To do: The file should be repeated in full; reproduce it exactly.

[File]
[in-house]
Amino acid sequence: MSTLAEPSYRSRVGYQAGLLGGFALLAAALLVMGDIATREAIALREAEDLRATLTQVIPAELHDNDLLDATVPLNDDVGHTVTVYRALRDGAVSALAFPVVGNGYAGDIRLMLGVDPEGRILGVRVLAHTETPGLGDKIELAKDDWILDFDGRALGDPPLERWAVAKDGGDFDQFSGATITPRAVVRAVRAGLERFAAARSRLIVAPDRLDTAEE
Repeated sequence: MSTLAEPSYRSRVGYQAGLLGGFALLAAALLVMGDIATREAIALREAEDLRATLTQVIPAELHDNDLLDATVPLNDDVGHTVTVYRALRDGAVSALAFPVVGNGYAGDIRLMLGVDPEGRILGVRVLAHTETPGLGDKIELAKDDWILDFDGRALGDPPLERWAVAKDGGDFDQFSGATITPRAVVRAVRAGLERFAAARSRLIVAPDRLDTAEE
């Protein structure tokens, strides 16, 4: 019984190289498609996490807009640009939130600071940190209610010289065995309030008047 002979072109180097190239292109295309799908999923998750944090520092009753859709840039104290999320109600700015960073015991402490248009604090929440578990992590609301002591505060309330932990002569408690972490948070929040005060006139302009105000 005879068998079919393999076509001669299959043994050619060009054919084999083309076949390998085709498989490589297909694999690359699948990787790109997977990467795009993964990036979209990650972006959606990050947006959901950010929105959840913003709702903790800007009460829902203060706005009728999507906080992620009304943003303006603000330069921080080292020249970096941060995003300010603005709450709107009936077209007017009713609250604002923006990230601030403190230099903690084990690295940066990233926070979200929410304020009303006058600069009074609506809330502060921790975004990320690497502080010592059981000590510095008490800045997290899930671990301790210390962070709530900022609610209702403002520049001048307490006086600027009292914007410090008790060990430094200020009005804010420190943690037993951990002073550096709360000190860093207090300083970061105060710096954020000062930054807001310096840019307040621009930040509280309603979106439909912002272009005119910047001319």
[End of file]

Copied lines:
[in-house]
Amino acid sequence: MSTLAEPSYRSRVGYQAGLLGGFALLAAALLVMGDIATREAIALREAEDLRATLTQVIPAELHDNDLLDATVPLNDDVGHTVTVYRALRDGAVSALAFPVVGNGYAGDIRLMLGVDPEGRILGVRVLAHTETPGLGDKIELAKDDWILDFDGRALGDPPLERWAVAKDGGDFDQFSGATITPRAVVRAVRAGLERFAAARSRLIVAPDRLDTAEE
Repeated sequence: MSTLAEPSYRSRVGYQAGLLGGFALLAAALLVMGDIATREAIALREAEDLRATLTQVIPAELHDNDLLDATVPLNDDVGHTVTVYRALRDGAVSALAFPVVGNGYAGDIRLMLGVDPEGRILGVRVLAHTETPGLGDKIELAKDDWILDFDGRALGDPPLERWAVAKDGGDFDQFSGATITPRAVVRAVRAGLERFAAARSRLIVAPDRLDTAEE
């Protein structure tokens, strides 16, 4: 019984190289498609996490807009640009939130600071940190209610010289065995309030008047 002979072109180097190239292109295309799908999923998750944090520092009753859709840039104290999320109600700015960073015991402490248009604090929440578990992590609301002591505060309330932990002569408690972490948070929040005060006139302009105000 005879068998079919393999076509001669299959043994050619060009054919084999083309076949390998085709498989490589297909694999690359699948990787790109997977990467795009993964990036979209990650972006959606990050947006959901950010929105959840913003709702903790800007009460829902203060706005009728999507906080992620009304943003303006603000330069921080080292020249970096941060995003300010603005709450709107009936077209007017009713609250604002923006990230601030403190230099903690084990690295940066990233926070979200929410304020009303006058600069009074609506809330502060921790975004990320690497502080010592059981000590510095008490800045997290899930671990301790210390962070709530900022609610209702403002520049001048307490006086600027009292914007410090008790060990430094200020009005804010420190943690037993951990002073550096709360000190860093207090300083970061105060710096954020000062930054807001310096840019307040621009930040509280309603979106439909912002272009005119910047001319």